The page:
Canadian actress Sandra Oh makes Emmys history with ‘Killing Eve’ nomination

TORONTO — Ottawa native Sandra Oh made history Thursday as the first Asian woman to be nominated for an Emmy Award for lead actress in a drama series, a category that includes another Canadian — Tatiana Maslany.

Oh is a contender for playing an MI5 operative hunting down a female assassin on BBC America’s ”Killing Eve,” which debuts in Canada on July 22 on Bravo.

The Canadian-Korean star was previously nominated for five Emmys for her supporting role in the medical drama “Grey’s Anatomy,” in which she endeared audiences as steely perfectionist Dr. Cristina Yang for 10 seasons.

Oh is now in London shooting season 2 of “Killing Eve,” created by Phoebe Waller-Bridge.

“I feel tremendous gratitude and joy with this nomination,” Oh, 46, said in a statement.

“I am thrilled for Phoebe Waller-Bridge’s nomination and for the entire cast/crew of ‘Killing Eve.’ I share this moment with my community. P.S., I think my mother at this moment may actually be satisfied.”

Meanwhile, Regina-born Maslany is in the running for playing multiple clones on the fifth and final season of the sci-fi series “Orphan Black,” which wrapped last August on Space. She won the Emmy in the same category in 2016 and was nominated in 2014.

Maslany is now starring in the off-Broadway Tracy Letts play “Mary Page Marlowe,” which began previews on June 19 and was set to open Thursday.

In a statement, she said her nomination was “completely unexpected” and paid homage to the show’s fanbase as well as her fellow contenders, who also include Claire Foy for “The Crown,” Keri Russell for “The Americans,” Elisabeth Moss for “The Handmaid’s Tale,” and Evan Rachel Wood for “Westworld.”

“So excited to be sharing the category with all these amazing women,” Maslany said.

“So happy Sandra Oh’s phenomenal work is being recognized!!”

Other Canadian Emmy nominees this year include Ottawa-born Kari Skogland for best directing in a drama series on the second season of “The Handmaid’s Tale.” Inspired by Toronto author Margaret Atwood’s 1985 dystopian novel, the Canadian-shot Bravo and Hulu series has struck a chord in the #MeToo era with its focus on women’s role in society.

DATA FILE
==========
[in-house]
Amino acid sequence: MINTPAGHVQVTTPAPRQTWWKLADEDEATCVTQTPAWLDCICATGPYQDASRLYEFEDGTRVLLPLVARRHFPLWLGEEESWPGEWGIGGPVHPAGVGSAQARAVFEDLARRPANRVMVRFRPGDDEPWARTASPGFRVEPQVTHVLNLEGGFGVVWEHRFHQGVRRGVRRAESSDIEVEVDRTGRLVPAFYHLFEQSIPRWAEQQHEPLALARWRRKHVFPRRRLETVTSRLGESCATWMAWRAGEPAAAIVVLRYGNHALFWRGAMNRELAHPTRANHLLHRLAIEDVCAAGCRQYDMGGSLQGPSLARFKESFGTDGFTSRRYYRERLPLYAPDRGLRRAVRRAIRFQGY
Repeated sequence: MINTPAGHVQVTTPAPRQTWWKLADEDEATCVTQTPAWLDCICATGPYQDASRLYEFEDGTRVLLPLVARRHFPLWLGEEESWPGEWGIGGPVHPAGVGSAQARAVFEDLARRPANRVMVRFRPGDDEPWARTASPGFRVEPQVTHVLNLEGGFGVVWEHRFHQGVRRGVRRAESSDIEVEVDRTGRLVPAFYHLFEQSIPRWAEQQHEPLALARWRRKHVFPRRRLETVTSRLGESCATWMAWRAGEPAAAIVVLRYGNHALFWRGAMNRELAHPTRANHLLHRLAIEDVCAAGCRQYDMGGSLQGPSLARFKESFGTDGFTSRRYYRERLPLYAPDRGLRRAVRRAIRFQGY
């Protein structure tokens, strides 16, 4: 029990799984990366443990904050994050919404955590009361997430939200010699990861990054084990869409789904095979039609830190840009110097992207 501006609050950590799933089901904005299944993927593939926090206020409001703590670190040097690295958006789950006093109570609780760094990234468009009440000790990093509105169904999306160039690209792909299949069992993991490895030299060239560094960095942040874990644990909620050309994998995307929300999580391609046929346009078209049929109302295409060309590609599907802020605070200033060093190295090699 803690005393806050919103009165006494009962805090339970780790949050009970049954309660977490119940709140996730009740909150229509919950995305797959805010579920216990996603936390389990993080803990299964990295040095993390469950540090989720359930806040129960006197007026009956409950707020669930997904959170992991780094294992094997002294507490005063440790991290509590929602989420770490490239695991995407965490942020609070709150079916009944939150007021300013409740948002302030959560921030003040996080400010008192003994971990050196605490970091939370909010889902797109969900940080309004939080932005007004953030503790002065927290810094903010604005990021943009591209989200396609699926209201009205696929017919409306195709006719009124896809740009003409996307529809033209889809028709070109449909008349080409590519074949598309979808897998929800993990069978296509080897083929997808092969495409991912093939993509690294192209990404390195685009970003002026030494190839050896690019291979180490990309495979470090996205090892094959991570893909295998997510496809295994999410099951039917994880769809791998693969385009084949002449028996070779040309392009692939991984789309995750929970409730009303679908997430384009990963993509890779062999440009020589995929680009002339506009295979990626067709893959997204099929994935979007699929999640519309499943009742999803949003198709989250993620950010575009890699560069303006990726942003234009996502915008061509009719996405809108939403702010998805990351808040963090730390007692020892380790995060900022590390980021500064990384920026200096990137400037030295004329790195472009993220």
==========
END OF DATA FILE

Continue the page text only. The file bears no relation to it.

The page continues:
“When you’re working on a project that is really resonating around the world, I think you feel the power of that,” Skogland said by phone Thursday from Toronto.

“And you’re also very humbled by being involved with something that is making such a strong statement in such a powerful way.”

This is the first Emmy nomination for Skogland, whose previous projects include “Boardwalk Empire,” “The Borgias” and “Vikings.” Her competition includes Toronto native Jeremy Podeswa and Ottawa-raised Alan Taylor for HBO’s “Game Of Thrones.”

Earlier this year Skogland won a BAFTA trophy for directing on season 1 of “The Handmaid’s Tale.” The show, along with the #MeToo movement, have helped take her already prolific career to a new level, she said.

“Until the #MeToo movement, I would say I arm-wrestled my way into every project to get noticed,” Skogland said.

Several other Canadians who worked on “The Handmaid’s Tale” also scored Emmy nods, in categories including makeup, sound mixing and visual effects.

“Full Frontal with Samantha Bee,” hosted by the titular Toronto-born comedian, got a nod for best variety talk series.

Bee is also up for best writing in a variety series — a category that includes two other Canadians: Montreal’s Barry Julien, a writer on “The Late Show With Stephen Colbert,” and Toronto-raised “Saturday Night Live” creator Lorne Michaels.

Martin Short, who grew up in Hamilton, is nominated along with Steve Martin for writing in a variety special for Netflix’s “Steve Martin & Martin Short: An Evening You Will Forget For The Rest Of Your Life.”

Bee is also nominated in that category, for a special in which she travelled with her show to Puerto Rico after Hurricane Maria. She scored another nod for best interactive program for her series.

Michael Che and Colin Jost will host the 70th Emmys, which are set for Sept. 17 on NBC, CTV and CTV GO.

Other Canadian nominees include:

– Canadian composers Mychael and Jeff Danna for their score on CBC-TV’s adaptation of Atwood’s novel “Alias Grace.”

– Danna for best original main title music for the now-cancelled period drama ”The Last Tycoon.”

– Toronto producer John Weber for best children’s program for the Netflix adaptation of “A Series Of Unfortunate Events.”

– Montreal production designer Elisabeth Williams for work on two episodes of “The Handmaid’s Tale.”

– Craig Mann of Oakville, Ont., for sound mixing on Paramount Network’s miniseries ”Waco.”

– Ottawa-born Vice Media co-founder and executive producer Shane Smith for best information series or special for “Vice” on HBO.

Victoria Ahearn, The Canadian Press

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